On opening night of “Springtime for Hitler,��? Franz breaks his leg; Roger is persuaded to replace him. Even with all the trappings of Der Fuehrer, Roger comes off gay as a goose, convenient, as the role requires him to goosestep. Some of his backup goose-steppers are thick looking German dames, with outsized wursts cresting their heads and huge pretzels adorning their tutus.

Horror of horrors, “Springtime for Hitler��? is a huge success. Max and Leo are devastated. Ulla, Roger and Carmen arrive in their office to celebrate, just as Franz has burst in to kill them; he is angry because they broke the “Siegfried��? oath.

The police pile in, one officer discovers that Max had two accounting books. 1) Show to the IRS and 2) Never Show to the IRS. He’s hauled off to jail. Ulla talks Leo into taking the hidden money and running off to Brazil.
In his cell, Max receives a postcard from Ulla and Leo. His number “Betrayed!��? reprises his entire relationship with Leo; here Nathan Lane crowns himself in glory, his timing, singing, delivery, and dancing combining in one fabulous display of charisma that you could watch ten times and still find a smile coming to your face.

In the denouement, Max and Leo wind up sentenced to five years in Sing-Sing. Once there, they organize the other inmates to put on a show, “Prisoner of Love.��? Word comes that the governor has pardoned them, because they have brought joy to the hearts of all the murderers, rapists, and kidnappers in the prison.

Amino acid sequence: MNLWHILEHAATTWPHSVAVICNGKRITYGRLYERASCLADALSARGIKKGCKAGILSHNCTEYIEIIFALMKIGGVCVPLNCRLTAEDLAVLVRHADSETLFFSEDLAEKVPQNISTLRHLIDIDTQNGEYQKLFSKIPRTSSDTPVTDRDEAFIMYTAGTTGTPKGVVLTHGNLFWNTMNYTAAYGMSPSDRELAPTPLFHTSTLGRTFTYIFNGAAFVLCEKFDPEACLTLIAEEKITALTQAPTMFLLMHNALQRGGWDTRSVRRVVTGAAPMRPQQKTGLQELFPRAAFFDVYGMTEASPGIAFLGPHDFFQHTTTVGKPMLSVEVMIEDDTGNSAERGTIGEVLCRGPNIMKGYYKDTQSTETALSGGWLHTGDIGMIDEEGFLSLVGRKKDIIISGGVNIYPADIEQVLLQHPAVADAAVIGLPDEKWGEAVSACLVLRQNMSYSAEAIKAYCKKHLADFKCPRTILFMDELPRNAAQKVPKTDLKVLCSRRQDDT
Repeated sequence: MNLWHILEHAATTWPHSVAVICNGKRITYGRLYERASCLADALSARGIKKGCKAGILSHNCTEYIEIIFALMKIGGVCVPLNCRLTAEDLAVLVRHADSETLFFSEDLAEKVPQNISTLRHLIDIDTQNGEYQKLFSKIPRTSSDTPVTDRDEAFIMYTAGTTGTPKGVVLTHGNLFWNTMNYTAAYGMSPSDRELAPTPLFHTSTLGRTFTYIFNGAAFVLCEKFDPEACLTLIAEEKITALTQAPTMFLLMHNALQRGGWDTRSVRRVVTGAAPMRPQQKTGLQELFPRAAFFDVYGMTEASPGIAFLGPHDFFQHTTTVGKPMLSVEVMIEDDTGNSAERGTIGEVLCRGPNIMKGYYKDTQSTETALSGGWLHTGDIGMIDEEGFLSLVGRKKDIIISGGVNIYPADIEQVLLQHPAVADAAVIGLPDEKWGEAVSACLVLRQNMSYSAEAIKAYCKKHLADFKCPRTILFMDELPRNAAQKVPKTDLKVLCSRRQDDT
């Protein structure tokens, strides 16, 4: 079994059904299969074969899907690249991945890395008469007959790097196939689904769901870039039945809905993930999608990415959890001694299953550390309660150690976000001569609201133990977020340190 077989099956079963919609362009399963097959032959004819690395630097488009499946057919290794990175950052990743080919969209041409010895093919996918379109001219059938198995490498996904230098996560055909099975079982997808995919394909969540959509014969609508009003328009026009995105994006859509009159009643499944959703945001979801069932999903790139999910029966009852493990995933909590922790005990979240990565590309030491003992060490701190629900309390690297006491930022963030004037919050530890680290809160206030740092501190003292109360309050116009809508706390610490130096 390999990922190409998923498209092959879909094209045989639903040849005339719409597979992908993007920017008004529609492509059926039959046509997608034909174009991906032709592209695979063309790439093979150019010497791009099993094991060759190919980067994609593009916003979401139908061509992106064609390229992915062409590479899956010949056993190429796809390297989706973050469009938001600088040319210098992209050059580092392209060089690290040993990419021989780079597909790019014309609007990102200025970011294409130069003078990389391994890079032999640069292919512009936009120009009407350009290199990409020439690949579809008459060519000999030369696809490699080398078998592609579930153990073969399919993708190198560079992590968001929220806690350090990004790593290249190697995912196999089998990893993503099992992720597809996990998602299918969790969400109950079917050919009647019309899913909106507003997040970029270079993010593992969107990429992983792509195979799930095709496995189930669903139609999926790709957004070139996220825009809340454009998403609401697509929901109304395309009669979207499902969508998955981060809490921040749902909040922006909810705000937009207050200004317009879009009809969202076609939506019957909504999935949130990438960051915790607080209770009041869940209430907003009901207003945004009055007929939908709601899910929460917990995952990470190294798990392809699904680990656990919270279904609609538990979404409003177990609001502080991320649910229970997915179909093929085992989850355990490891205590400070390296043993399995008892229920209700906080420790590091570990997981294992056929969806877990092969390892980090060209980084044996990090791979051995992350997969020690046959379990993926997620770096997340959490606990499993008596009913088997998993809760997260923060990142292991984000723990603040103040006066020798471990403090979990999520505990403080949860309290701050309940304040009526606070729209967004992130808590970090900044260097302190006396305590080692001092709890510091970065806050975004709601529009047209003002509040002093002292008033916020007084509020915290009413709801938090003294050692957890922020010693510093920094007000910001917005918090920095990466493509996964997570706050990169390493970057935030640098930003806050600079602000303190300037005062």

“Prisoner of Love��? opens as a success on Broadway, and we see that it is followed by other hits including “She Shtupped to Conquer,��? and “South Passaic.��? As those final credits roll, Ferril sings the complete “Guten Tag Hop Clop��? -- “Wir tanzen, wir trinken, until we are just stinkin’.��? At the very end, “The Producers��? original creator Mel Brooks appears amid a bunch of showgirls and snarls “Get out, it’s over!��?

A movie musical can never deliver that “in the moment��? thrill enjoyed at a live show. In recompense, it can allow for scenery changes and special effects that a live show can’t hope to offer, and additionally can provide for fixed perfection in the song and dance and spoken bits. This movie musical delivers on all counts. Director Susan Stroman has everyone singing pretty much straight into the camera, except of course when they’re singing gay into the camera, and you can’t help but admire her for her way of getting them to sing gay into the camera. Roger De Bris’ mandate to “Keep it Gay��? is entirely realized; you will leave the theater gay, gay, gay, if not in the sexual sense.

By Scott Rose